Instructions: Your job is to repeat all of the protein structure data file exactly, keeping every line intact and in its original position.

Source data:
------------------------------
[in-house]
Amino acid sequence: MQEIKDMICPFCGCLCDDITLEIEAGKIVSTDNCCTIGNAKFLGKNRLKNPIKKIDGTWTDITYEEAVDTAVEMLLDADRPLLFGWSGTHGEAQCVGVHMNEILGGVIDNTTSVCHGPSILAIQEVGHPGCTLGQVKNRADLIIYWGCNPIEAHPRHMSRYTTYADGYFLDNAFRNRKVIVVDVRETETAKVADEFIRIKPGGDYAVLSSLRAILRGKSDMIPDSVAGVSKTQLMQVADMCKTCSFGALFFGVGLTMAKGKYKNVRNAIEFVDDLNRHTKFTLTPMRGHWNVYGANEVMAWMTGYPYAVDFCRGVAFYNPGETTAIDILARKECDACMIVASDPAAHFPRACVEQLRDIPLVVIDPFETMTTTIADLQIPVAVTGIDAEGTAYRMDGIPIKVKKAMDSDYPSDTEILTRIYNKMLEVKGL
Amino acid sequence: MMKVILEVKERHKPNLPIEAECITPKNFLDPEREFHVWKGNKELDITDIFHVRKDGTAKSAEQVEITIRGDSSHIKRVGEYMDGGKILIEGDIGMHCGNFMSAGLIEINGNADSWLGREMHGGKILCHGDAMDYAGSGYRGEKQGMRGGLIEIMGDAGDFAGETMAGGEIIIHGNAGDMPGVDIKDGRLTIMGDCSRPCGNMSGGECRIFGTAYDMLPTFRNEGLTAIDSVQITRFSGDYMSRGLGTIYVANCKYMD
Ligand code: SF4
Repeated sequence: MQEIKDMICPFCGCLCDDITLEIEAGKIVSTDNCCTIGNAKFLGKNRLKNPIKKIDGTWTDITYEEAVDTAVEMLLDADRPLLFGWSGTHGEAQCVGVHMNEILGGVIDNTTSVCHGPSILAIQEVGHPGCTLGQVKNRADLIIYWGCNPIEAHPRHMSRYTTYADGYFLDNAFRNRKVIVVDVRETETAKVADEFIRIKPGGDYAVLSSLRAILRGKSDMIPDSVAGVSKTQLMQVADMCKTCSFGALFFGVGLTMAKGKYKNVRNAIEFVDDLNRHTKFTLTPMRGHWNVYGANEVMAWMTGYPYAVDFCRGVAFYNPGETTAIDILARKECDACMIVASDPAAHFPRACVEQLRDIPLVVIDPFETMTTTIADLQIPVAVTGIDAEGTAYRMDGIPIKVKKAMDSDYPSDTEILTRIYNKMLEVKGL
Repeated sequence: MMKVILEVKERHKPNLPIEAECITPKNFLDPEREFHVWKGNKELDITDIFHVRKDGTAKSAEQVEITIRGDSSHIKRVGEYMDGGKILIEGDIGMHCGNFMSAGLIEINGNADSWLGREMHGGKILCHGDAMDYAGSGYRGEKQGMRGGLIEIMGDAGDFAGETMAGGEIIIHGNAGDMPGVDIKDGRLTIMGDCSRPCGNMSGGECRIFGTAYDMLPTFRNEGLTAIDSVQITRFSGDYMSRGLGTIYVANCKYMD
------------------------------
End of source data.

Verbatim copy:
[in-house]
Amino acid sequence: MQEIKDMICPFCGCLCDDITLEIEAGKIVSTDNCCTIGNAKFLGKNRLKNPIKKIDGTWTDITYEEAVDTAVEMLLDADRPLLFGWSGTHGEAQCVGVHMNEILGGVIDNTTSVCHGPSILAIQEVGHPGCTLGQVKNRADLIIYWGCNPIEAHPRHMSRYTTYADGYFLDNAFRNRKVIVVDVRETETAKVADEFIRIKPGGDYAVLSSLRAILRGKSDMIPDSVAGVSKTQLMQVADMCKTCSFGALFFGVGLTMAKGKYKNVRNAIEFVDDLNRHTKFTLTPMRGHWNVYGANEVMAWMTGYPYAVDFCRGVAFYNPGETTAIDILARKECDACMIVASDPAAHFPRACVEQLRDIPLVVIDPFETMTTTIADLQIPVAVTGIDAEGTAYRMDGIPIKVKKAMDSDYPSDTEILTRIYNKMLEVKGL
Amino acid sequence: MMKVILEVKERHKPNLPIEAECITPKNFLDPEREFHVWKGNKELDITDIFHVRKDGTAKSAEQVEITIRGDSSHIKRVGEYMDGGKILIEGDIGMHCGNFMSAGLIEINGNADSWLGREMHGGKILCHGDAMDYAGSGYRGEKQGMRGGLIEIMGDAGDFAGETMAGGEIIIHGNAGDMPGVDIKDGRLTIMGDCSRPCGNMSGGECRIFGTAYDMLPTFRNEGLTAIDSVQITRFSGDYMSRGLGTIYVANCKYMD
Ligand code: SF4
Repeated sequence: MQEIKDMICPFCGCLCDDITLEIEAGKIVSTDNCCTIGNAKFLGKNRLKNPIKKIDGTWTDITYEEAVDTAVEMLLDADRPLLFGWSGTHGEAQCVGVHMNEILGGVIDNTTSVCHGPSILAIQEVGHPGCTLGQVKNRADLIIYWGCNPIEAHPRHMSRYTTYADGYFLDNAFRNRKVIVVDVRETETAKVADEFIRIKPGGDYAVLSSLRAILRGKSDMIPDSVAGVSKTQLMQVADMCKTCSFGALFFGVGLTMAKGKYKNVRNAIEFVDDLNRHTKFTLTPMRGHWNVYGANEVMAWMTGYPYAVDFCRGVAFYNPGETTAIDILARKECDACMIVASDPAAHFPRACVEQLRDIPLVVIDPFETMTTTIADLQIPVAVTGIDAEGTAYRMDGIPIKVKKAMDSDYPSDTEILTRIYNKMLEVKGL
Repeated sequence: MMKVILEVKERHKPNLPIEAECITPKNFLDPEREFHVWKGNKELDITDIFHVRKDGTAKSAEQVEITIRGDSSHIKRVGEYMDGGKILIEGDIGMHCGNFMSAGLIEINGNADSWLGREMHGGKILCHGDAMDYAGSGYRGEKQGMRGGLIEIMGDAGDFAGETMAGGEIIIHGNAGDMPGVDIKDGRLTIMGDCSRPCGNMSGGECRIFGTAYDMLPTFRNEGLTAIDSVQITRFSGDYMSRGLGTIYVANCKYMD